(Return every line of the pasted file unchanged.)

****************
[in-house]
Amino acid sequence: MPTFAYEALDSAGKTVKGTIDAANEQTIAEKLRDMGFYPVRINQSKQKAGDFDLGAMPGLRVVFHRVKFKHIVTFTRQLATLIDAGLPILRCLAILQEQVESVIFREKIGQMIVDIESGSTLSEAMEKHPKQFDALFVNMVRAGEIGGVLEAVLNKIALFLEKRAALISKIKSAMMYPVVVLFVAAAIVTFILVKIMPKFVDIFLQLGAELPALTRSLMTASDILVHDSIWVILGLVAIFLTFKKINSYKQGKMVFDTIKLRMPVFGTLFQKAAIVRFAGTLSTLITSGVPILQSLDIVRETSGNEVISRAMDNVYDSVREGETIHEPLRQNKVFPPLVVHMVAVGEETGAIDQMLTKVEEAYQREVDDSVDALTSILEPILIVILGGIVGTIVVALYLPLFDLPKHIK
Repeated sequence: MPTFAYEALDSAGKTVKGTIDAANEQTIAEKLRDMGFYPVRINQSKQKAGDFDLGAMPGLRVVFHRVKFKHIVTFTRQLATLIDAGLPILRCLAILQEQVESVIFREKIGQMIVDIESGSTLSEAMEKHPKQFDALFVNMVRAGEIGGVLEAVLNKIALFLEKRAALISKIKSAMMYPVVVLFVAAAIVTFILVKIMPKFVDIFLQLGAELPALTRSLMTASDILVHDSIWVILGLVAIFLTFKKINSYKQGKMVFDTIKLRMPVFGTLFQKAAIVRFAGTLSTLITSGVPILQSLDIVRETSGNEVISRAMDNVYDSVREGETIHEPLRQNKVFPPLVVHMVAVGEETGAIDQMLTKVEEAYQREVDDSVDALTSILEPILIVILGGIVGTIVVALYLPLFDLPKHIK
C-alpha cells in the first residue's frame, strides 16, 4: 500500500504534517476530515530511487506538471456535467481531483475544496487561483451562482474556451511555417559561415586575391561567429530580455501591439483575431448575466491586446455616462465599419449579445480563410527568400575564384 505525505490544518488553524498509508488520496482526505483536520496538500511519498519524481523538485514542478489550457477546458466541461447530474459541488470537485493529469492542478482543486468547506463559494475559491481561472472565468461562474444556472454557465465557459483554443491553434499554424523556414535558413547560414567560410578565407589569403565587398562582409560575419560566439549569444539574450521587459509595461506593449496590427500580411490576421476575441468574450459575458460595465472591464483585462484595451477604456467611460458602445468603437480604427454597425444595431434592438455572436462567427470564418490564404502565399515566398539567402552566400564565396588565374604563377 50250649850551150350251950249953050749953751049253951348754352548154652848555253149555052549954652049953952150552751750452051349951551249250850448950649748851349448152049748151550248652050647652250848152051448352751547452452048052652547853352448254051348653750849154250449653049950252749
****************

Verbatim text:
[in-house]
Amino acid sequence: MPTFAYEALDSAGKTVKGTIDAANEQTIAEKLRDMGFYPVRINQSKQKAGDFDLGAMPGLRVVFHRVKFKHIVTFTRQLATLIDAGLPILRCLAILQEQVESVIFREKIGQMIVDIESGSTLSEAMEKHPKQFDALFVNMVRAGEIGGVLEAVLNKIALFLEKRAALISKIKSAMMYPVVVLFVAAAIVTFILVKIMPKFVDIFLQLGAELPALTRSLMTASDILVHDSIWVILGLVAIFLTFKKINSYKQGKMVFDTIKLRMPVFGTLFQKAAIVRFAGTLSTLITSGVPILQSLDIVRETSGNEVISRAMDNVYDSVREGETIHEPLRQNKVFPPLVVHMVAVGEETGAIDQMLTKVEEAYQREVDDSVDALTSILEPILIVILGGIVGTIVVALYLPLFDLPKHIK
Repeated sequence: MPTFAYEALDSAGKTVKGTIDAANEQTIAEKLRDMGFYPVRINQSKQKAGDFDLGAMPGLRVVFHRVKFKHIVTFTRQLATLIDAGLPILRCLAILQEQVESVIFREKIGQMIVDIESGSTLSEAMEKHPKQFDALFVNMVRAGEIGGVLEAVLNKIALFLEKRAALISKIKSAMMYPVVVLFVAAAIVTFILVKIMPKFVDIFLQLGAELPALTRSLMTASDILVHDSIWVILGLVAIFLTFKKINSYKQGKMVFDTIKLRMPVFGTLFQKAAIVRFAGTLSTLITSGVPILQSLDIVRETSGNEVISRAMDNVYDSVREGETIHEPLRQNKVFPPLVVHMVAVGEETGAIDQMLTKVEEAYQREVDDSVDALTSILEPILIVILGGIVGTIVVALYLPLFDLPKHIK
C-alpha cells in the first residue's frame, strides 16, 4: 500500500504534517476530515530511487506538471456535467481531483475544496487561483451562482474556451511555417559561415586575391561567429530580455501591439483575431448575466491586446455616462465599419449579445480563410527568400575564384 505525505490544518488553524498509508488520496482526505483536520496538500511519498519524481523538485514542478489550457477546458466541461447530474459541488470537485493529469492542478482543486468547506463559494475559491481561472472565468461562474444556472454557465465557459483554443491553434499554424523556414535558413547560414567560410578565407589569403565587398562582409560575419560566439549569444539574450521587459509595461506593449496590427500580411490576421476575441468574450459575458460595465472591464483585462484595451477604456467611460458602445468603437480604427454597425444595431434592438455572436462567427470564418490564404502565399515566398539567402552566400564565396588565374604563377 50250649850551150350251950249953050749953751049253951348754352548154652848555253149555052549954652049953952150552751750452051349951551249250850448950649748851349448152049748151550248652050647652250848152051448352751547452452048052652547853352448254051348653750849154250449653049950252749